This book is everything the fad diet books are not and this is most manifest in chapter 4 where Kutner writes one should cut calories slowly.  This is based on research which shows that quick drastic weight loss is counterproductive.  While the fad diets talk about drastic caloric changes, Kutner suggests dropping your intake slower, about 100 calories every two weeks until you get you your targeted caloric intake level.

While much of the book is on fitness and nutrition, it takes a complete body approach.  Chapter 5 details the importance of eye health.  This is an important topic since the average programmer spends much of their week behind a monitor.

Kutner writes about computer vision syndrome (CVS); an eye condition resulting from focusing the eyes on a monitor for extended amounts of time. Symptoms of CVS include headaches, blurred vision, neck pain, redness in the eyes, fatigue, eye strain, dry eyes, irritated eyes, double vision, vertigo/dizziness, polyopia, and difficulty refocusing the eyes.  The book also details methods in which to minimize the effects of CVS, and how not to become a victim of it.  Kutner writes that CVS is what most programmers refer to as life.  But it does not have to be that way.

The rest of the book covers other physical ailments that plague programmers.  This runs the gamut from headaches, backaches, wrist problem, carpel tunnel, head strain and much more.  Most of these problems can be obviated if one follows proper ergonomics practices and employs some of the physical conditioning detailed in the book.

Another area where Kutner goes against the tide is with stretching.  For many people, stretching is an integral part of their pre-workout preparation.  In the book, he quotes research that stretching may do more harm than good, and ultimately provides little benefit for most people.

Another theme of the book is using goals as an impetus for change.  The book lists 16 goals which can be used as a progressive framework to improve your health.  These goals include buying a pedometer, finding your resting heart rate, getting a negative result on Reverse Phalen's test and other lifestyle changes.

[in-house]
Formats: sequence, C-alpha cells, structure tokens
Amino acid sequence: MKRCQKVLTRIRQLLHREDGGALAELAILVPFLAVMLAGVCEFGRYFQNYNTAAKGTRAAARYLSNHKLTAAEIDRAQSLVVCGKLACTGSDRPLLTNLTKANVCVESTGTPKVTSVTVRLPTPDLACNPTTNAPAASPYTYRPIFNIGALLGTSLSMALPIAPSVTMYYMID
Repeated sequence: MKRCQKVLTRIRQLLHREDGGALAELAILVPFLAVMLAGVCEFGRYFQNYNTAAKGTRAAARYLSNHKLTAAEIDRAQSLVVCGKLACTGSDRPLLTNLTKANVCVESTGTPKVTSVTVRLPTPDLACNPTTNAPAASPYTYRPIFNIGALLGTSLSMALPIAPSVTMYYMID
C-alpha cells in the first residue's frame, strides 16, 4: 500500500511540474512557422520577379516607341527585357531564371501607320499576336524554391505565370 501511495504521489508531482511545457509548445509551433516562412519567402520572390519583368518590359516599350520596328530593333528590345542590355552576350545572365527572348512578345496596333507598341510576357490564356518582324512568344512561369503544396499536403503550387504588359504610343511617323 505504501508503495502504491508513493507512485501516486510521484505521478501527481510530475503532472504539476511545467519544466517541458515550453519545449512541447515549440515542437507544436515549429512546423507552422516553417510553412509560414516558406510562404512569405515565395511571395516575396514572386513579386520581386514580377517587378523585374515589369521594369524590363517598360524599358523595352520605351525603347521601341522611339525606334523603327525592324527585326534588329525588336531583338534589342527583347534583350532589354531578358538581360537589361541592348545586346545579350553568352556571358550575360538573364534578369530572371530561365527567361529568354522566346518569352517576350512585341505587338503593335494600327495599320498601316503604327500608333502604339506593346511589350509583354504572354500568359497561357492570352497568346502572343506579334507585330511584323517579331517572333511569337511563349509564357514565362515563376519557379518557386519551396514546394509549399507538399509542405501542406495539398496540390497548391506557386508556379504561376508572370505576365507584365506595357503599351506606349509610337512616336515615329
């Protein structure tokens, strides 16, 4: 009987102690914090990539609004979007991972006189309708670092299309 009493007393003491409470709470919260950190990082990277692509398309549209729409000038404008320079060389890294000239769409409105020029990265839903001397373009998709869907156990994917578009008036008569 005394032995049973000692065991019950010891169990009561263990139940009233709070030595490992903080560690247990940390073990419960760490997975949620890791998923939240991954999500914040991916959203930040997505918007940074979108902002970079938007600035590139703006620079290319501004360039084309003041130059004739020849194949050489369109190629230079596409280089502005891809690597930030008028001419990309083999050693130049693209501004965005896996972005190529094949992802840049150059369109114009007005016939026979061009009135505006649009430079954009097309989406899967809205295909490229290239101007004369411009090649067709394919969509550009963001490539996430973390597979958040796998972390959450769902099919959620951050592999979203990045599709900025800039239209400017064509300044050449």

Given the preponderance of obesity, diabetes and other maladies associated with a sedentary lifestyle, this may be one of the most important non-programming books that every developer should read and take to heart.

The book has hundreds of bits of excellent advice and subtle lifestyle suggestions that over time can make a significant difference to your health.

The book concludes with the observation that programmers often say the hardest part of software development begins when a product is released.  The real work, maintenance, continues on, much like your health.  You must sustain a stat of wellness for the rest of your life, and you need to continue setting goals, iterating and making small improvements,

For many programmers, they love their job but not the lifestyle problems that come with it.  For the programmer that wants the challenges of the professional and the benefits of a healthy lifestyle, The Healthy Programmer: Get Fit, Feel Better, and Keep Coding, may be a life changing book, and should find its rightful place on every programmer’s desk.


















Pragmatic Bookshelf O’Reilly 1937785319 978-1937785314 Rothke

Ben Rothke

Senior Information Security Manager, Tapad

security awareness